Posted on 7/4/16

The Fourth Amendment of the United States Constitution states, “The right of the people to be secure in their persons, houses, papers, and effects, against unreasonable searches and seizures, shall not be violated, and no Warrants shall issue, but upon probable cause, supported by Oath or affirmation, and particularly describing the place to be searched, and the persons or things to be seized.” The purpose of this amendment is to protect people’s right to privacy and from indiscriminate governmental intrusions. Nonetheless, law enforcement constantly pushes the limits of the Fourth Amendment, especially as it relates to drug possession.

The Innocent Knock

“Ding-dong,” rings the doorbell.

“Who is there?” asks the homeowner.

“It’s UPS, we are delivering a package,” responds a voice from the other side of the door.

Innocently, the homeowner opens the door and sees a man dressed as a UPS worker holding a large package. The delivery man offers to bring in the heavy package. The homeowner obliges and naively allows the delivery man to enter the house and bring in the package. While the homeowner profusely thanks the deliveryman, he looks around the house for a hint of drugs. He brings the package into the house, exits, and then drives away. Once out of sight, the delivery man, who is an undercover police officer, calls his supervisor at police headquarters and discloses what he saw.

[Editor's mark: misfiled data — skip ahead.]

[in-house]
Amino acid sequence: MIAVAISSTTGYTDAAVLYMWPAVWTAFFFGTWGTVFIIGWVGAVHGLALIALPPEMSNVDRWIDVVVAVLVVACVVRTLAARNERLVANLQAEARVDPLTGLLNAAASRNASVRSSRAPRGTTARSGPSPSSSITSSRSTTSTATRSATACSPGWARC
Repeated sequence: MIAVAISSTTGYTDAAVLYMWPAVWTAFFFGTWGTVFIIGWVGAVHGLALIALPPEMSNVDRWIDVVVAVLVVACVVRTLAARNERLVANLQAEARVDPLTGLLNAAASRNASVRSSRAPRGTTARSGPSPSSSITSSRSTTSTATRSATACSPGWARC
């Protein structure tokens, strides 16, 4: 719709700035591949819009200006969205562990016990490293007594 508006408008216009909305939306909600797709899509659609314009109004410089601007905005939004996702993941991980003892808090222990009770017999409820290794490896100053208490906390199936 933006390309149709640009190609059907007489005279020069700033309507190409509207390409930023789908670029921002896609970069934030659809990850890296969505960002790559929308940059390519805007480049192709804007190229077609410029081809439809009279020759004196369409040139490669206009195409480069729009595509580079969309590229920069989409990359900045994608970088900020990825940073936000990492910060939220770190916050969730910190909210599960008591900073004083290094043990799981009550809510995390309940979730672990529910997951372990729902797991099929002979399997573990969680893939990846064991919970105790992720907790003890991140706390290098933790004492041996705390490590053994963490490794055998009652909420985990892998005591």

The deliveryman might also give his credentials as a police officer once in the house. By simply using the ruse as a means to enter the house, which would be a Fourth Amendment violation had the police barged in, the police are able to gather information otherwise unavailable to them.

Court Decisions

Courts have generally stated that police deception does not violate the Fourth Amendment. Although the police officer lied about both his identity and purpose for entering a home, such a deception does not violate a person’s expected privacy rights. In the seminal case United States v. Baldwin, the Court found the defendant guilty of drug possession after an undercover police officer, who worked as a bartender and saw the defendant’s cocaine on the table, reported the drug possession to his superiors. The defendant argued that having an undercover police officer enter his house and place of business under false pretenses violated his Fourth Amendment rights to illegal search and seizure. The Court rejected his argument, reasoning that because the police officer entry was legal, i.e. with consent of the owner, and the police officer saw the drugs in plain view, there was no Fourth Amendment violation. Therefore, the defendant was guilty of drug possession.

Recent Trends

A recent U.S. Supreme Court case might change this line of thinking. In the case United States v. Jones, the police placed a GPS device on a defendant’s car to monitor movements on public roads. The Court found that such action violated the Fourth Amendment, even though the monitoring happened on public streets. As such, a defendant charged with drug possession garnered through police deception may succeed with a Fourth Amendment challenge.

If you are facing a drug possession charge, contact the law office of Christopher Abel, Esq. You have rights; Chris will protect those rights. Call or email him today.

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